What message does it send, when educators are invited to give their superintendent good news about the hard work they're doing, and he responds to them with a laundry list of complaints and critiques to illustrate what isn't being accomplished?
Is Mick Zais the best we can do in South Carolina? Have we gone so far around the bend that there's no way back?
Administrators at some local high schools had the chance to sit down and share their triumphs and concerns with S.C. Superintendent of Education Mick Zais last week.
Zais visited Orangeburg Consolidated School District Four on Tuesday. He spent about 45 minutes talking with Principal Jeannie Monson at Carver-Edisto Middle School before taking a tour of the school.
“I want to hear what’s working for you, which actually gives you a chance to brag or celebrate your successes,” Zais said. “I want to understand your concerns and issues and problems.”
Monson cited the use of data, the recruitment of excellent teachers and their professional development as the means of moving Carver-Edisto forward academically. Teachers use benchmarks such as the Palmetto Assessment of State Standards to create notebooks that record student scores and their goals and show what needs to be re-taught to them, she said.
What a great report, to show that data collection is being used by teachers and administrators to diagnose issues and tailor classroom instruction strategies, to demonstrate the value of hiring well-qualified and committed educators, and to emphasize the benefits of great professional development.
Kudos to Principal Monson and to Carver-Edisto Middle School!
But Zais took all that great information and delivered a stinkbomb in its place.
Zais spoke about his educational vision. He said his number one priority is literacy.
Students learn to read from K-4 through the third grade, he said. After that, they read to learn.
“Sadly, in South Carolina, 38 percent of our fourth graders are functionally illiterate,” Zais said.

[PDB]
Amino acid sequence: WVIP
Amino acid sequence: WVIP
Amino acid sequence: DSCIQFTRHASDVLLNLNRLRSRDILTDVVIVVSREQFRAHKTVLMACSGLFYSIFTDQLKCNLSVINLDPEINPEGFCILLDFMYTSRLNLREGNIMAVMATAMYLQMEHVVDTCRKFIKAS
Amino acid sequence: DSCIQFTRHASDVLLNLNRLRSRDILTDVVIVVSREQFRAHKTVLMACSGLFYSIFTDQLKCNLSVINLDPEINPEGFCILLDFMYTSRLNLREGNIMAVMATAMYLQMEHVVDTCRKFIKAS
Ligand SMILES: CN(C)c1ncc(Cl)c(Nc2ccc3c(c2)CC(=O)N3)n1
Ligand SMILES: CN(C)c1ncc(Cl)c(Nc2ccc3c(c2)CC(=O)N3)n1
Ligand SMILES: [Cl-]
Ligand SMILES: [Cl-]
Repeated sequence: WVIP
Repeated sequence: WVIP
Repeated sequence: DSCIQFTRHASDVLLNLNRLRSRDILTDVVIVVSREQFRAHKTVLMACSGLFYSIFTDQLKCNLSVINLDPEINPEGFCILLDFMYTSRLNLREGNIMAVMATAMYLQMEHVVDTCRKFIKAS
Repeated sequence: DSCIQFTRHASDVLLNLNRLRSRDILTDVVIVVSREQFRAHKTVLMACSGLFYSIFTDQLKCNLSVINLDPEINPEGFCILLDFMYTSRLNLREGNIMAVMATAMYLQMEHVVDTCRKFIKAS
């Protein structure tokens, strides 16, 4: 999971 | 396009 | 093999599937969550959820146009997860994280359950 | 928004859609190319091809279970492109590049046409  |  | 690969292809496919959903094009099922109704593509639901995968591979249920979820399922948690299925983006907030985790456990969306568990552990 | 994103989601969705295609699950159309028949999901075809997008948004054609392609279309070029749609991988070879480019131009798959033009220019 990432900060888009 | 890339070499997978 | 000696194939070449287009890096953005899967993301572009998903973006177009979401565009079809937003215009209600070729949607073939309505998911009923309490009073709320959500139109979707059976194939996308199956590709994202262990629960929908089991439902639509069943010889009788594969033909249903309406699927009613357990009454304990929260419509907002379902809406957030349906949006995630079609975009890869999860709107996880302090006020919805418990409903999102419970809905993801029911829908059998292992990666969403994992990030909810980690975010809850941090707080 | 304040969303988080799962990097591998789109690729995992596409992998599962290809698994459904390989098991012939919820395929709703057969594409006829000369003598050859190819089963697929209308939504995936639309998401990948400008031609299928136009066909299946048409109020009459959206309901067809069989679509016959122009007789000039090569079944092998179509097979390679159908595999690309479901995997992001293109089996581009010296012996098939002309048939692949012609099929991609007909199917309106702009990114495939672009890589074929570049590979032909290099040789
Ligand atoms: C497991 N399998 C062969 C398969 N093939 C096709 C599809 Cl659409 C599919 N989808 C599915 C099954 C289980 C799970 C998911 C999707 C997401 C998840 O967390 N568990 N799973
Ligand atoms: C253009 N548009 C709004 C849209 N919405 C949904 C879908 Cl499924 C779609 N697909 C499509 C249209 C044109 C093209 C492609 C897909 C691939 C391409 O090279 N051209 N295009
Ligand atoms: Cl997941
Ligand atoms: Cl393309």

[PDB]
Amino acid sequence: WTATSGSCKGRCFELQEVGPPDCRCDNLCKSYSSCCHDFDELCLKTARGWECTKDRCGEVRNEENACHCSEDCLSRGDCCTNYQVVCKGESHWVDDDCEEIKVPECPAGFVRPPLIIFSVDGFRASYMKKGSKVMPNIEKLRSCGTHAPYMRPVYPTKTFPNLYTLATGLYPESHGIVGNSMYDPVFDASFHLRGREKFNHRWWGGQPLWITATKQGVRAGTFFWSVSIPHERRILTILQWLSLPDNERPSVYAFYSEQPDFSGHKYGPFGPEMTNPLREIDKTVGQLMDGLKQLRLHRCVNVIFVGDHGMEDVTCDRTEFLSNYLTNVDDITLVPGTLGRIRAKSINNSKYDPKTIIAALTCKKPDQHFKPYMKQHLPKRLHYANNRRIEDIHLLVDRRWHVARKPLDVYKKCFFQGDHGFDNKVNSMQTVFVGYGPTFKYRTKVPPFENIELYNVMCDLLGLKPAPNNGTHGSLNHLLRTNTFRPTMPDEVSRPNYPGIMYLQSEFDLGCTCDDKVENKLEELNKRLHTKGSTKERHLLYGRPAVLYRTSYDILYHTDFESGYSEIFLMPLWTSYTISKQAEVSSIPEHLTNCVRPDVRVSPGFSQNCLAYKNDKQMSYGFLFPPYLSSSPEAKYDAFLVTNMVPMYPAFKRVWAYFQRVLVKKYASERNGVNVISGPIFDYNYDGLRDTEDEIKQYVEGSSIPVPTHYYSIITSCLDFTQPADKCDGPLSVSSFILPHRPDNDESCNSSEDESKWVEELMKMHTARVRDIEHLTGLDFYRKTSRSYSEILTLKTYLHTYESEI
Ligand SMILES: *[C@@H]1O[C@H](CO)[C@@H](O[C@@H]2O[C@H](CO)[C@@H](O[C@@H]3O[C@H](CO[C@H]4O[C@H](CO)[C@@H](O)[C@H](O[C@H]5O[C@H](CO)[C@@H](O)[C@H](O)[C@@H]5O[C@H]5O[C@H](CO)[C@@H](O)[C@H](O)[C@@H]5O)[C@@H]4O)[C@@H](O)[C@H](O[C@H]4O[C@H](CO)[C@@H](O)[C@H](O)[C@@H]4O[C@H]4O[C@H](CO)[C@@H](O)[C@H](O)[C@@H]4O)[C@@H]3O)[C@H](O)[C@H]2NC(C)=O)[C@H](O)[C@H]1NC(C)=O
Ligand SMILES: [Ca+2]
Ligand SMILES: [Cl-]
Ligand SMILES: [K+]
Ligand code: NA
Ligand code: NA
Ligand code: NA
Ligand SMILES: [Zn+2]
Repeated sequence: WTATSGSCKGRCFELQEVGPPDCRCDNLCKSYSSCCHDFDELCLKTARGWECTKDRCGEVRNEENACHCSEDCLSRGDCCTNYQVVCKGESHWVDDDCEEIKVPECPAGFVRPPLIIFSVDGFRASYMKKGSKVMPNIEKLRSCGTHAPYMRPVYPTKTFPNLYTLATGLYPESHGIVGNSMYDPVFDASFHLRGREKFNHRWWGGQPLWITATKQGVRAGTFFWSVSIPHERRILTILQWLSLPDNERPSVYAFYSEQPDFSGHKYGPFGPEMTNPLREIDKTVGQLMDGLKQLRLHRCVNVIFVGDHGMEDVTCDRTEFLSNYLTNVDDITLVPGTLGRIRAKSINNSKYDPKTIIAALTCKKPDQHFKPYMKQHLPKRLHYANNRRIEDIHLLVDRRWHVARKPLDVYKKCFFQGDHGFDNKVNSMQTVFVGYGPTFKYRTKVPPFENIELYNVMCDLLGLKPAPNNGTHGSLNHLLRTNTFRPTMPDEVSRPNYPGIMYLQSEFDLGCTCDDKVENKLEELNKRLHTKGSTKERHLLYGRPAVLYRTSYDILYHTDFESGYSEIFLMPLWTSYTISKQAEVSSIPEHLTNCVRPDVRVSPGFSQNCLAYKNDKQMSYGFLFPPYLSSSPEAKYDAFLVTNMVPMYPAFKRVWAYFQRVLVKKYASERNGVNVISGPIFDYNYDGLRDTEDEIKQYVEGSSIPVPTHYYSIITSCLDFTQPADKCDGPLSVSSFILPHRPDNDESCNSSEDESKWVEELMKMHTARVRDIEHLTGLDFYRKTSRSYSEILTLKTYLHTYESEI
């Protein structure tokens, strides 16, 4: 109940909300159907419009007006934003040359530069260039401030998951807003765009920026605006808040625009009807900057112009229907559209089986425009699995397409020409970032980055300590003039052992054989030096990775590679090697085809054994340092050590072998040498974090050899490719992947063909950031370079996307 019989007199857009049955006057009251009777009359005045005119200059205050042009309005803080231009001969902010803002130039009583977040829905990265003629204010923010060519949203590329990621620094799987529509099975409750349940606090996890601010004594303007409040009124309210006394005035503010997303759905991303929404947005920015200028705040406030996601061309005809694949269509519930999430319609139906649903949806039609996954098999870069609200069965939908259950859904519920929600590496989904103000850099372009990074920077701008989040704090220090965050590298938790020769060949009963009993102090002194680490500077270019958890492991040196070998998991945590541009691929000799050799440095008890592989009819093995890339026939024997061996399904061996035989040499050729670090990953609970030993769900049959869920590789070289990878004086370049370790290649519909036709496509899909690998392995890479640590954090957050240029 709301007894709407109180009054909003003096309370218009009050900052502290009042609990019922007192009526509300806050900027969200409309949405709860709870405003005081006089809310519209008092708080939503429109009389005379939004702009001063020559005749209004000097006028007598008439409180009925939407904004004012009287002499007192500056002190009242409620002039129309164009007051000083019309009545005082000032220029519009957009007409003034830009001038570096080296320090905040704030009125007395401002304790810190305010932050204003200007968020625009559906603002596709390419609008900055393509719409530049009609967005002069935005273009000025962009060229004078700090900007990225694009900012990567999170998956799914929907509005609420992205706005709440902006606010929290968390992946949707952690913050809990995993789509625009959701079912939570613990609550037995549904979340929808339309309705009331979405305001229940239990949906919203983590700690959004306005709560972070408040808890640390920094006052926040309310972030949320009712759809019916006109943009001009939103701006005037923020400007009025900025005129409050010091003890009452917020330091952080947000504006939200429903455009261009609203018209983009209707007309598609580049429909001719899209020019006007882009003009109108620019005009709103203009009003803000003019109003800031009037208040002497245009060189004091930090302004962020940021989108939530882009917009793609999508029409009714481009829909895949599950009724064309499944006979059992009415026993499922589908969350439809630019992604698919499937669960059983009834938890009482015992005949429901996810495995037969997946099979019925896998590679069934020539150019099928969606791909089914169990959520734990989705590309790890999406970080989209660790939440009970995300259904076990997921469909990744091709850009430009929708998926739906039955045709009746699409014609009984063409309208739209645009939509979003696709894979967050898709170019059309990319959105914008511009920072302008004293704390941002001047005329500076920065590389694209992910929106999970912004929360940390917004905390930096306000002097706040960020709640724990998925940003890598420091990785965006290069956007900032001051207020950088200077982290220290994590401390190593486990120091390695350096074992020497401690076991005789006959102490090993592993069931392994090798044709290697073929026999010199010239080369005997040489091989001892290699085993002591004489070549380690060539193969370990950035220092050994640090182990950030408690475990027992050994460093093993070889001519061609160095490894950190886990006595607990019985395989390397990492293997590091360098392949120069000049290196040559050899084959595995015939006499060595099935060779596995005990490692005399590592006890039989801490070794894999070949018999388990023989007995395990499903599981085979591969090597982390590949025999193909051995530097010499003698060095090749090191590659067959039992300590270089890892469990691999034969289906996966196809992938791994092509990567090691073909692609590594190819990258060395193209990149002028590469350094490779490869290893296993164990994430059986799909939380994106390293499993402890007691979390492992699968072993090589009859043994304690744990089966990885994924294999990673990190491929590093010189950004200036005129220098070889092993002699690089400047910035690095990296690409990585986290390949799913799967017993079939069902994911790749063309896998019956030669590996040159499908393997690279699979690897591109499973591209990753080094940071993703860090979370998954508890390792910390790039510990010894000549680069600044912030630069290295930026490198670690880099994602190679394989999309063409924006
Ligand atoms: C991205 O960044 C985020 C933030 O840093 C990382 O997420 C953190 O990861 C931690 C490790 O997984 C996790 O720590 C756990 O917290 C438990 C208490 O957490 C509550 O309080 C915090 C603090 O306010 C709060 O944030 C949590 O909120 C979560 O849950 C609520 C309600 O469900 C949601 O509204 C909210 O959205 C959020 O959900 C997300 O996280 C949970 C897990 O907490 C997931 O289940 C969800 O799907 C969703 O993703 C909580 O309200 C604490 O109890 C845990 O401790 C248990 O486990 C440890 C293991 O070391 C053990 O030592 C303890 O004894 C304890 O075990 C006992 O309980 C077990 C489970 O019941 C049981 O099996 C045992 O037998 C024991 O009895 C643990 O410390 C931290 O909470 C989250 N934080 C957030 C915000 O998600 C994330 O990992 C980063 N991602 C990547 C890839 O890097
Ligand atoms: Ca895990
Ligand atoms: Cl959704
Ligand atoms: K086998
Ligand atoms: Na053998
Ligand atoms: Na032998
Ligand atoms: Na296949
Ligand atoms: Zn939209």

That’s a significant problem. Students who can’t read can’t learn social studies or science or even math, he said.
Instruction needs to be differentiated if every child is going to be reading on grade level by the fourth grade, Zais said. A child who is struggling with learning to read needs to be with a teacher who knows how to teach struggling readers, he said.
Grouping children on performance level may not be necessary in every academic area, but in certain subjects, it just doesn’t work to put all students in the same classroom and expect them to learn the same material on the same schedule, the education superintendent said.
Tailoring the education to fit each student is important throughout school, according to Zais. Technical education is a viable goal for some students, he said.
“All kids don’t need Algebra II to make a good living and support their family — sometimes statistics might be more valuable,” Zais said. “I think we have an all too common assumption that if you don’t go to a four-year college, you’re going to be a failure.”
Zais also spoke about the value of proper leadership in schools.
“The foremost job of the principal is to recruit, develop, motivate and retain great teachers,” he said. “All the research says effective teachers will stay in high poverty schools if they have effective leadership. If they’re abandoning ship, the leadership is not effective.”
Had Monson not just illustrated the value of an effective leader? Then what was Zais's point?
Or was this just an opportunity to deliver another stump speech in his campaign for re-election? If so, the next three years are going to be long and ugly.
Teachers, principals and superintendents weren't Zais's only targets in Orangeburg. He apparently has problems with Orangeburg's board members, too: